In the long history of rock music, there have always been two constants. One is a steady stream of pablum spoonfed by the industry conglomerates feeding their own beasts and satisfying stockholders, maintaining corporate expense accounts and living in largesse.

This panoply of easily forgotten music is supported, in no short amount, by the consumers who just HAVE to have that new Usher record. Or are suckered into the Beyonce remixes. Or queue up their digital download device to whatever tortured, guyliner wearing emo-punk of the moment. It is from this well that we drink up the latest Disney creation. The gamut runs from baseless, bald-faced commercialism to high-minded musical royalty.

The other constant is all the music that bubbles under the surface. The ”Indie” band struggling to make it on their own with just a scrappy minor label who may or may not have a distribution deal with a major but is still doing things on ”their terms” with integrity, fortitude and, if they’re really, really lucky, a spot in the early afternoon on one of Lollapalooza’s stages.

My Jukebox the Ghost LP came in the mail today.

Who? Jukebox the What?

The band’s name shouldn’t ring any bells for you. They get no airplay. They’re not sexy, have no singles and, except for one late summer, underwatched last-minute appearance on Letterman, are virtually unknown to all but those who traffic in the blogosphere (yes, I still call it the blogosphere. Deal with it. I sometimes use ”hella” as well). They did get to play Lollapalooza this summer, though. So, their star is on the rise.

Jukebox the Ghost’s first album, Let Live and Let Ghost, was my favorite record of 2008. A compact set of intricate ditties at times relentlessly hooky and, at others, stupefyingly ambitious. The two sets of multi-song suites on that record belie the youthful naivete of the trio that formed out of George Washington University’s undergraduate program. In fact, it was probably just that naivete that allowed them the hubris necessary to pull that record off. Part Ben Folds, Part Queen, Part prog rock, part indie, part power pop, JtG made me so happy that year. And now they’ve returned with a new set of songs, a strong producer Peter Katis (Interpol, the National) and a hundred thousand miles of touring behind them.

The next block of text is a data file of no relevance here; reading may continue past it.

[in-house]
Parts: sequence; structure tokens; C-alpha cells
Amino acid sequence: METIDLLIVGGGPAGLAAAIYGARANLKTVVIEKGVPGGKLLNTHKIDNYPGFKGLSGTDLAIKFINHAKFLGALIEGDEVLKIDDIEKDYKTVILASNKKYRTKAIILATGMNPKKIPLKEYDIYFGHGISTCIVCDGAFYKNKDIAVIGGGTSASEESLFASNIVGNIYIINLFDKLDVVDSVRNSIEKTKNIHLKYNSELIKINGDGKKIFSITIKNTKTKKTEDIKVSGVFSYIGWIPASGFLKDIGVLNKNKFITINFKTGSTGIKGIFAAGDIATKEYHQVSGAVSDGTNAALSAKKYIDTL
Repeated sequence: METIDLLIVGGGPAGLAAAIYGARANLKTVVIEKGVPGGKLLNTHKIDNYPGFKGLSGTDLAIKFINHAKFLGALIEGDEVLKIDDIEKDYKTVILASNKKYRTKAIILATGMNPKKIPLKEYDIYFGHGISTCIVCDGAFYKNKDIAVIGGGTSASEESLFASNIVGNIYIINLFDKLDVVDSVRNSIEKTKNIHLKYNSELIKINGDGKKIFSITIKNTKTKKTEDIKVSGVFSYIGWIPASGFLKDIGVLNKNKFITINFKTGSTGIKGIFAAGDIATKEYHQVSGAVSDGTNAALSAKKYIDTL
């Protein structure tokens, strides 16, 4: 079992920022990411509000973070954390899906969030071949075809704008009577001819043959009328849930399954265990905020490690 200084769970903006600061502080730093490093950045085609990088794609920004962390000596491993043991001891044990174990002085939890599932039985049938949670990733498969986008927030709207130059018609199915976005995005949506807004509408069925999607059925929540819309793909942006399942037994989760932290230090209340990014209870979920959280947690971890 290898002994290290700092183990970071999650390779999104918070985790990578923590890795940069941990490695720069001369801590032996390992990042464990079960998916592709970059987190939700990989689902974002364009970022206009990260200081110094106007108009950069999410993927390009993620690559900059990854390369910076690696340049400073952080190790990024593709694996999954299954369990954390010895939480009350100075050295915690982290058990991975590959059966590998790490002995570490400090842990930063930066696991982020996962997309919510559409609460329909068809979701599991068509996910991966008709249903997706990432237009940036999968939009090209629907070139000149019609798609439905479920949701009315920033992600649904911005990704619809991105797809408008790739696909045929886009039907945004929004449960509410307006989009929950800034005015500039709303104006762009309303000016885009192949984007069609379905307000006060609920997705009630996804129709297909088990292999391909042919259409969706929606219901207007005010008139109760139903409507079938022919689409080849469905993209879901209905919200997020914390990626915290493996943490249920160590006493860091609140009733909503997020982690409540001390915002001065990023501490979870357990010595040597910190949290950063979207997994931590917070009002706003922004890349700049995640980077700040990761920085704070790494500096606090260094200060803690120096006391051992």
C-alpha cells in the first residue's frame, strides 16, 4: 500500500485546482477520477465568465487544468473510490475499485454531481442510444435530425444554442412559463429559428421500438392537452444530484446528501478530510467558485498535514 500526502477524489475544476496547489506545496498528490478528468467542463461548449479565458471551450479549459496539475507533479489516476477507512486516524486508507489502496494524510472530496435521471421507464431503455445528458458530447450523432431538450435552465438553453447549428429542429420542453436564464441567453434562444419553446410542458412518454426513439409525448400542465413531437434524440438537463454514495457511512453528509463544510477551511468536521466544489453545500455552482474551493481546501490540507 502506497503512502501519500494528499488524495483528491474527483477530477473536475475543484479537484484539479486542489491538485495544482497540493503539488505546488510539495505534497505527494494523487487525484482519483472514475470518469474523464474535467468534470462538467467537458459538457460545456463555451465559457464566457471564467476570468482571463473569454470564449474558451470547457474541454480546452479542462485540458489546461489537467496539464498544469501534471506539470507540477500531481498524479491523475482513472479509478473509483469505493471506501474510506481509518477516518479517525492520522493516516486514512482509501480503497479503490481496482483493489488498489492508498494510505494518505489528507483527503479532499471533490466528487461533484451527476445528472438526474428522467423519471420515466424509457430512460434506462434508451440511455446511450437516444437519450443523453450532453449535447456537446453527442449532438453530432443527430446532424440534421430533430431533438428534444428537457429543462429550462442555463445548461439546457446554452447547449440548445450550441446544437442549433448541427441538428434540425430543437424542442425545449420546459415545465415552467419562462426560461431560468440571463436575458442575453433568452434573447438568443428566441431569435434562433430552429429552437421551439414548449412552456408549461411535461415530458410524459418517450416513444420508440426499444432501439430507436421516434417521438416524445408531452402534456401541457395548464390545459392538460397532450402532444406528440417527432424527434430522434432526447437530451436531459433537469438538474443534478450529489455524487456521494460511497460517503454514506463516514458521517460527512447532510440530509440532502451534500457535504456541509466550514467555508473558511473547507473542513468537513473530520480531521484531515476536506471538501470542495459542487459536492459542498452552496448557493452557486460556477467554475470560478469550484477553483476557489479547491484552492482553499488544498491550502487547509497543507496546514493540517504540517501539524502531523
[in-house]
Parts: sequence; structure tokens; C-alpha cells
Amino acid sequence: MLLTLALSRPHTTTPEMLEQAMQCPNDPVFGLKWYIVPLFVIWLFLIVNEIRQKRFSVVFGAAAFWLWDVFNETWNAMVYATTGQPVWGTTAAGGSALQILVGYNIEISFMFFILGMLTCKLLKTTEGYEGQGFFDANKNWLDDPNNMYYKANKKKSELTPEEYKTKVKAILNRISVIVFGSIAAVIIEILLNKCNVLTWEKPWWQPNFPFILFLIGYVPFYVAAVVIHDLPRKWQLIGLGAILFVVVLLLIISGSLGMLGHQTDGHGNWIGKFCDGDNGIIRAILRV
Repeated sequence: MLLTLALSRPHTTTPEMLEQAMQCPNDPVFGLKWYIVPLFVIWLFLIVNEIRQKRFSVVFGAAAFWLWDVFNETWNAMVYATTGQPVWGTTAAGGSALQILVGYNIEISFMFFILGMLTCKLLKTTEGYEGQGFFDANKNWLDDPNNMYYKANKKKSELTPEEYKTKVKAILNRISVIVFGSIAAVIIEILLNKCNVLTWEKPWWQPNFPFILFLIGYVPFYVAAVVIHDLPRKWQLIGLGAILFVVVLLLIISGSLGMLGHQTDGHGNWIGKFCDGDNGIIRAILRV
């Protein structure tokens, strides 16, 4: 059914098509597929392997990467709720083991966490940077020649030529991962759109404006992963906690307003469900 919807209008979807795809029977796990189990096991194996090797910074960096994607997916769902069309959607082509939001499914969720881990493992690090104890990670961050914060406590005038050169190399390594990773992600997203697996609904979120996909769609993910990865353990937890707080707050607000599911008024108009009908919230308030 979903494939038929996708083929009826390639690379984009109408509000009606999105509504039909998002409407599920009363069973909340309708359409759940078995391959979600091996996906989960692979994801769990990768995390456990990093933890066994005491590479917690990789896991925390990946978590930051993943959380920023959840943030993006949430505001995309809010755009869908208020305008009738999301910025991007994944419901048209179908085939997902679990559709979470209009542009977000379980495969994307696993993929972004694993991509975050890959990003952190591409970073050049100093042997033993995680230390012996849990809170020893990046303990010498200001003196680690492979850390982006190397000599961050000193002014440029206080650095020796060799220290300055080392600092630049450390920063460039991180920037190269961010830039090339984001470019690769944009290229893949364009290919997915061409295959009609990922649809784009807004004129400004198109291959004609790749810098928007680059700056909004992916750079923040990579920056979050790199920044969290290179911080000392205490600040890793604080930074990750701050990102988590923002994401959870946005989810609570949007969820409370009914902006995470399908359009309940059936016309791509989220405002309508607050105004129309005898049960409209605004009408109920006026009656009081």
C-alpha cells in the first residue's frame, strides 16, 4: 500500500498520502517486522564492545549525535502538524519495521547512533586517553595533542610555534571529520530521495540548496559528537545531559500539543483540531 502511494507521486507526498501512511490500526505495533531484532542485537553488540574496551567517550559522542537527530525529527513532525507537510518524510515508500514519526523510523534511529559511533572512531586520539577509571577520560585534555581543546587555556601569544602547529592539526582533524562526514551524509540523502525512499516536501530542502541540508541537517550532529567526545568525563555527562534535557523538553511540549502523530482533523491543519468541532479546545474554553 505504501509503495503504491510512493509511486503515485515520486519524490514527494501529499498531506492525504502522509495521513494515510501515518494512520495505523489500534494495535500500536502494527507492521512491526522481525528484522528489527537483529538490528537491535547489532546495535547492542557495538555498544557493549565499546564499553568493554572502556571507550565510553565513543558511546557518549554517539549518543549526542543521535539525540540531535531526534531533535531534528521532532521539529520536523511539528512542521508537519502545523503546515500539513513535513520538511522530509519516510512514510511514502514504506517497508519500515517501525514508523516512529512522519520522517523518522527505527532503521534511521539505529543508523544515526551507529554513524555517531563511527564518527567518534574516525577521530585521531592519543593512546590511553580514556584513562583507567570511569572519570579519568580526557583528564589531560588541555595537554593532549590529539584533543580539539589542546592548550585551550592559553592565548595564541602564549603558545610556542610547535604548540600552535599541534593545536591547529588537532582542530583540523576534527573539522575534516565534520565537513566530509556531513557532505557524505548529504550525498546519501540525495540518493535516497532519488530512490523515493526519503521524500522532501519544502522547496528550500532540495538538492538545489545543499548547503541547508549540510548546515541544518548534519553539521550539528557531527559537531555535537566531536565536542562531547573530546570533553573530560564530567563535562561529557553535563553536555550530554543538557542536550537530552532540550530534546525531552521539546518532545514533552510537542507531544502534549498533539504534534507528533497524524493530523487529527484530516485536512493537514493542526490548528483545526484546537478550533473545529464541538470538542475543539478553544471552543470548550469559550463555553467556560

And maybe that’s the problem.

The band sounds not quite weary, but not so cheeky as they have been. They’ve never shied away from tackling topics larger than just boy meets girl or boy pines for girl; their last album featured an epic meditation on a wrathful God’s smiting of an earth that disappointed him. And they try to hit those heights again. But they don’t really try that hard.

”Schizophrenia,” the most recent single from the record, follows the toothless but catchy ”Empire.” Both are quirky and smart and have one more thing in common: They are each more promise than delivery. On their first album the boys had struck gold with a pair of singles that were priceless in their hummability. ”Good Day” & ”Hold It In” were spectacular introductory songs and the rest of that album blossomed into a surprising collection of self-assured epics. Everything Under the Sun tries so hard to be a sequel and it almost succeeds. The key being the word almost.

One after another, the guys dabble in that power poppy idiom and, on that first side/half they very nearly succeed. ”Half Crazy” is speedy and easy to catch onto. The toy-casio keyboards evoke the early ’80s goofball stuff by the Rubinoos, and that’s super. Once it’s gone, it’s gone, though. And we don’t get back to it until well into the end of the record with ”The Popular Thing,” a jangly, backbeat faux soul that calls to mind the Elvis Costello of Punch the Clock and the vocal gymnastics of Russell Mael of Sparks. It’s piffle, but it’s sublime piffle. It’s the kind of track you hear at the end of a Mean Girls/Easy A/Clueless movie. No doubt we will.

In between we are treated to the quite excellent ”Empire,” a single which went nowhere and that’s sad, because it’s a little indie earworm — as is the lovely ”Mistletoe.”

Jukebox the Ghost tries so hard to prove that they are able — able to play (they most certainly are) and able to write (the aforementioned melodies) — that they forget to have fun.

With 25 songs to choose from written over the past two years I have to wonder what they chose to forgo to include the dull and uninspired pair of ”Let Us Create” and ”Carrying.”

If you’ve been lucky enough to sit through ”Where are All The Scientists Now” and ”A Matter of Time” from the first album (please, I implore you to), then you’ve heard the new album’s track penultimate track, ”Stars.” It’s no wonder, since they were both written by Thomas Siegal, the lead guitarist. Had ”Stars” been included on that first record, no doubt I would be singing its praises. On that album, these epics came out of nowhere, this little trio of guitar, drum and keys and their enormous worldview. Universe-view, really. Those songs were surprises, to be sure.

On Everything Under the Sun, the surprise is over and I’m left cold. Thus, about half of this album I would categorize as redundant. The other half is fine, workman-like indie pop. Everything Under The Sun is, at best, a placeholder. Definitely not the calling card of their first record. Hopefully they’ll get another shot.

Download These: Schizophrenia, Half Crazy, Empire, Mistletoe, The Sun, The Popular Thing

Skip These: Summer Sun, So Let Us Create, Carrying, The Stars, Nobody

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